When FinCEN last extended the order in May, it raised caution flags: Banks and other financial institutions had filed suspicious activities reports against 30 percent of the actual owners of the shell companies that purchased properties in the targeted markets it had studied.

“Thirty percent is quite a large number of people and eventually you get to the point you have to ask, ‘Why are we continuing to study this?’” Clark Gascoigne, deputy director of the Financial Accountability and Corporate Transparency (FACT) Coalition, said when asked about the extension of the order.

It’s unclear why FinCen officials have not made the order permanent, and they did not return calls for comment. The agency did issue an advisory Tuesday to financial institutions and real estate professionals warning about risky transactions, particularly those involving shell companies.

“The misuse of shell companies to launder money is a systemic concern for law enforcement and regulatory agencies, but it is of particular concern in the ‘all-cash’ segment of the real estate market, which currently has fewer AML (anti-money laundering) protections,” said the eight-page advisory.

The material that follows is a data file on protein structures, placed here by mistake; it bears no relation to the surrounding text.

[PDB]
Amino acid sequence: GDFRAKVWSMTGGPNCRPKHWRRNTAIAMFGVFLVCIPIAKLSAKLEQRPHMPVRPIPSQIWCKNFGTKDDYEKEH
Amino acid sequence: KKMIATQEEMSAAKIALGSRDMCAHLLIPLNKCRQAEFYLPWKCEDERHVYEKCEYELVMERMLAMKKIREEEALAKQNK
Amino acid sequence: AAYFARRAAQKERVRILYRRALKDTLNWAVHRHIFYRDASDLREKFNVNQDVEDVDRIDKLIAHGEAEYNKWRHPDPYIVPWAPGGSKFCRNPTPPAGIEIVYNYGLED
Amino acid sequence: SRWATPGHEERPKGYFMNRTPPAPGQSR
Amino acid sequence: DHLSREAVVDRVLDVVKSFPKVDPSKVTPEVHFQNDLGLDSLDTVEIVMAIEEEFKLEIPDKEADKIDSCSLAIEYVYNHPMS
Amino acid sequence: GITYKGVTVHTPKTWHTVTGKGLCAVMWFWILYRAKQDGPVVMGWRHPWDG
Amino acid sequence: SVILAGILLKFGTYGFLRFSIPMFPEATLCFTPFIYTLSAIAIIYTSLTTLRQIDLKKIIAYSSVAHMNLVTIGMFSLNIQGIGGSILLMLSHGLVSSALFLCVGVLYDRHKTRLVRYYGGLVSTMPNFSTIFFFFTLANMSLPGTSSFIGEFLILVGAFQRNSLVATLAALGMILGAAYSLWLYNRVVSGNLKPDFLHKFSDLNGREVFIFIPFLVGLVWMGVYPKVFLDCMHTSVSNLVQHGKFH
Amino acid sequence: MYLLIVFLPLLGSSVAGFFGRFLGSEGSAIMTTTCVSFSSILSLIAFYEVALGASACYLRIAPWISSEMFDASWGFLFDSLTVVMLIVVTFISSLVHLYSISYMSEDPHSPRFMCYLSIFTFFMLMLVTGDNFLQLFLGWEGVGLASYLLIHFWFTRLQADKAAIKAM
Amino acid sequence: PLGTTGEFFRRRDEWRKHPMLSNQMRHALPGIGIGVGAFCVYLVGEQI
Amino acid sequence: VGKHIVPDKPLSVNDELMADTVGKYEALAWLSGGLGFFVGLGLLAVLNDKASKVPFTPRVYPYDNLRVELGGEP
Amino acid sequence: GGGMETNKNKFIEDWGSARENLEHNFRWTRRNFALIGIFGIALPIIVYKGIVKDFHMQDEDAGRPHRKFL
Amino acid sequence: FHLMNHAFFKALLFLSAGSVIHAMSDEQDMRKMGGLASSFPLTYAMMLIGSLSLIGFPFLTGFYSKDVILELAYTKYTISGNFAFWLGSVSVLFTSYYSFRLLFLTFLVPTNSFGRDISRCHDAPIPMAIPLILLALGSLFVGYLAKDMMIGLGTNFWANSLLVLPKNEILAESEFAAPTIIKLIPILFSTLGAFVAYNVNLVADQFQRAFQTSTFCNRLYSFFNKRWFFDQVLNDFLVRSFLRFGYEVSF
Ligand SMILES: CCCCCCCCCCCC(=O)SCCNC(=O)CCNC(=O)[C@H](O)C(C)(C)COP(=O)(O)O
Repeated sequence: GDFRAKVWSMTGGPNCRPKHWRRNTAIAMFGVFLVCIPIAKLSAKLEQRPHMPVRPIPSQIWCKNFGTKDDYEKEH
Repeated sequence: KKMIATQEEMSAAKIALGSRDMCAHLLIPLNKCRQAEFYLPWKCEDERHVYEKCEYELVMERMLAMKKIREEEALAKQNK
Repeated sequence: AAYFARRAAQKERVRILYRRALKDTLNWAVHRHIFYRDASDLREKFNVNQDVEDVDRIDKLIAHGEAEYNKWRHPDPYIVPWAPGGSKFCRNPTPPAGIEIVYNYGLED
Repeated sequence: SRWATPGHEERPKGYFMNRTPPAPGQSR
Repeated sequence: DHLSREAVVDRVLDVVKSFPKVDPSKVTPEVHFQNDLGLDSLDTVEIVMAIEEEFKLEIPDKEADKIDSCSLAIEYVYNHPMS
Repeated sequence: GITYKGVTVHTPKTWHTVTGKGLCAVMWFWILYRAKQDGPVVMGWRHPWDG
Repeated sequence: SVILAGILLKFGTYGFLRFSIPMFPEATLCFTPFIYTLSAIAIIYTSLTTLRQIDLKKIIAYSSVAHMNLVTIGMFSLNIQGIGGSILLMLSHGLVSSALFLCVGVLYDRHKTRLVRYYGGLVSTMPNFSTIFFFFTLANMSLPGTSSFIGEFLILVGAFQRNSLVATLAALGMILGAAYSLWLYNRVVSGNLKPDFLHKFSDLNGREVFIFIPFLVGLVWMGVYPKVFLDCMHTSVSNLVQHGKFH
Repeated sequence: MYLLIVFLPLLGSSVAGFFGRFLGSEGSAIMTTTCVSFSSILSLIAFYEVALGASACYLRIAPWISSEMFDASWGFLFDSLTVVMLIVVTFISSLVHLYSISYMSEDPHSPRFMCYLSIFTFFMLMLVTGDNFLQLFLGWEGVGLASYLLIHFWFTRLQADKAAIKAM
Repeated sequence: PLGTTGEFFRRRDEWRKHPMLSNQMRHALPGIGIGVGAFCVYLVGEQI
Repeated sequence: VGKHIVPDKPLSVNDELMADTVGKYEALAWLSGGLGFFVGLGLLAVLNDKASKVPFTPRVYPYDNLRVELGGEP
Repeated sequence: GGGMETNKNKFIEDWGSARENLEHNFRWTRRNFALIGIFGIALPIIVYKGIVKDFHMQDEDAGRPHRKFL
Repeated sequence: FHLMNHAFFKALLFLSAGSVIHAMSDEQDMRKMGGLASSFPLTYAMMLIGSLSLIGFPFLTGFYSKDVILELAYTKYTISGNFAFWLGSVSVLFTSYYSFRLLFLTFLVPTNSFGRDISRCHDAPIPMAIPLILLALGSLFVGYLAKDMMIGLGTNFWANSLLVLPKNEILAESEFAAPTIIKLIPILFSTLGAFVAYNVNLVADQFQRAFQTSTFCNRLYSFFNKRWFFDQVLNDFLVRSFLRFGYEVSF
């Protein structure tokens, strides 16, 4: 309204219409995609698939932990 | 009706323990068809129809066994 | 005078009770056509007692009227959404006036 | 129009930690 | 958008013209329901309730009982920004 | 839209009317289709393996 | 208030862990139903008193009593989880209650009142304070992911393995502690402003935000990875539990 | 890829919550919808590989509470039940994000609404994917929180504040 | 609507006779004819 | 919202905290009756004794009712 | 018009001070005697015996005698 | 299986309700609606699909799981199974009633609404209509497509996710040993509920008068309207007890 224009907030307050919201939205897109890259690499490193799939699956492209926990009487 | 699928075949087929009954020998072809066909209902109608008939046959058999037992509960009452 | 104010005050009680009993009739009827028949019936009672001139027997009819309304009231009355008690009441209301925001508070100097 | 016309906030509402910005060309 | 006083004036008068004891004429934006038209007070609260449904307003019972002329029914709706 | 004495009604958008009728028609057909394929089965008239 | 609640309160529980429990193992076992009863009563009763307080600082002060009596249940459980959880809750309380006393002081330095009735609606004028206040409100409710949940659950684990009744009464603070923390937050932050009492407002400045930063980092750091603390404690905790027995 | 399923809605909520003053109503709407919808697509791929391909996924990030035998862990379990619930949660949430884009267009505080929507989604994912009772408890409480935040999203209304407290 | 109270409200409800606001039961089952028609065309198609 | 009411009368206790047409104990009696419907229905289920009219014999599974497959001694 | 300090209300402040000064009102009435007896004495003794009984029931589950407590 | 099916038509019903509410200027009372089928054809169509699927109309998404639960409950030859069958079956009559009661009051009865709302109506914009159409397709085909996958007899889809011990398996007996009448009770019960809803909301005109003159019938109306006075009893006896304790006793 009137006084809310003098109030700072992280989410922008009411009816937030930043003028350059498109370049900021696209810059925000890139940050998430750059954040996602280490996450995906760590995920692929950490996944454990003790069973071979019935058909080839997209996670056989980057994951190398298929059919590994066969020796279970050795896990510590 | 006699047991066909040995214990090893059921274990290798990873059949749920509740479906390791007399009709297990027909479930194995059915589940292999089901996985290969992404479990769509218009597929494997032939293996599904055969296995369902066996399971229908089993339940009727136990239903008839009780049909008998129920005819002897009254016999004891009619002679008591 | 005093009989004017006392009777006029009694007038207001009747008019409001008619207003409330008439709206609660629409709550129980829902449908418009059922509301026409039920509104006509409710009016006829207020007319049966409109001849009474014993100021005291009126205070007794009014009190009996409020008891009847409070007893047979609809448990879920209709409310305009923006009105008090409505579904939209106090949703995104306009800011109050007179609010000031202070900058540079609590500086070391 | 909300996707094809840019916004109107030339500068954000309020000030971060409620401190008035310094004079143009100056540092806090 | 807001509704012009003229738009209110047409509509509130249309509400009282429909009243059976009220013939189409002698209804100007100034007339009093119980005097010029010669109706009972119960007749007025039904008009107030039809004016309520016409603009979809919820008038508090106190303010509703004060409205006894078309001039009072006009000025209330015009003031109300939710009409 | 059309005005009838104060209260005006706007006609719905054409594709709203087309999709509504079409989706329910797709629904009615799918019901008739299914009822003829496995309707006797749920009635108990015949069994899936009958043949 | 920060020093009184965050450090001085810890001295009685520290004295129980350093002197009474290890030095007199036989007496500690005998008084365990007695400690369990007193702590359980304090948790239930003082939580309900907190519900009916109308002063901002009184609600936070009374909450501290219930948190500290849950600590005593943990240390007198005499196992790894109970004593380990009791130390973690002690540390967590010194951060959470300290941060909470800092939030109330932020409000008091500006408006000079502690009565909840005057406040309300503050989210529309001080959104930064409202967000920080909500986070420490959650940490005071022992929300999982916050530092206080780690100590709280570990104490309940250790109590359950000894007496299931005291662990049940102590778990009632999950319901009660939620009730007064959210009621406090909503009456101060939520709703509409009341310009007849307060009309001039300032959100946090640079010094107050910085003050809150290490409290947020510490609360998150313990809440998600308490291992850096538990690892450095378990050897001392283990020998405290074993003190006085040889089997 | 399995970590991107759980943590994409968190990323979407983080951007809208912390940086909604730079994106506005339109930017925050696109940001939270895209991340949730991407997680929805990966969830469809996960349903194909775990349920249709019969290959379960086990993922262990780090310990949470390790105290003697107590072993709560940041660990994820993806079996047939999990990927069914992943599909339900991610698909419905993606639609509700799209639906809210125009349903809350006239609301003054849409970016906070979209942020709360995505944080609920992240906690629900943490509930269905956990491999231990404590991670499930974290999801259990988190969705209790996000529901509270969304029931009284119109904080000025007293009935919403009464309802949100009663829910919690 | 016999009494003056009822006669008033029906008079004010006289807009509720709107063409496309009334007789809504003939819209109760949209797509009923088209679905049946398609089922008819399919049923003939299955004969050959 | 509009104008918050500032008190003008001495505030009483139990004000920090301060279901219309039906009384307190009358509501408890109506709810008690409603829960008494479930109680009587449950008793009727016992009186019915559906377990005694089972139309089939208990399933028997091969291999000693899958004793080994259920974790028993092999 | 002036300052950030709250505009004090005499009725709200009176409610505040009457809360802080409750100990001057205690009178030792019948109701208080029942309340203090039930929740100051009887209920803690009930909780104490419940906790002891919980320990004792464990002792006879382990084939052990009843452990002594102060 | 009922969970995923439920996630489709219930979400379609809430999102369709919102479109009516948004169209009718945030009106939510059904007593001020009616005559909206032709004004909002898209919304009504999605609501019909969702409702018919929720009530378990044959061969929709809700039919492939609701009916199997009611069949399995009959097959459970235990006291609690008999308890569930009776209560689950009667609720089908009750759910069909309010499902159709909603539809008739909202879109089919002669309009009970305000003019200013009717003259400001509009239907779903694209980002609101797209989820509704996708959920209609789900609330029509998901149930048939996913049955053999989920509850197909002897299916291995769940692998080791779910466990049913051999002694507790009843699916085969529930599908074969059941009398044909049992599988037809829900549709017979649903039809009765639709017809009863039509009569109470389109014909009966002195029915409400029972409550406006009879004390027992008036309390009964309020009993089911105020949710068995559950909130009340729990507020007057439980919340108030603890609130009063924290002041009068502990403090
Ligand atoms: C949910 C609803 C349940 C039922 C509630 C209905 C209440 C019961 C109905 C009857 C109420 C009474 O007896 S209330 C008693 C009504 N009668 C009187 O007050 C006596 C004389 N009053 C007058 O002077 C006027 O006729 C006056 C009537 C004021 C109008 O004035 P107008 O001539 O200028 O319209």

The coalition has been pushing Congress to pass laws requiring greater ownership disclosures, particularly after last year’s publication of the Panama Papers. McClatchy, the Miami Herald and reporting partners with the International Consortium of Investigative Journalists revealed how politicians and powerful rich people used shell companies to shield illicit gains and skirt taxes. The problem is acute in Miami, the reporting showed.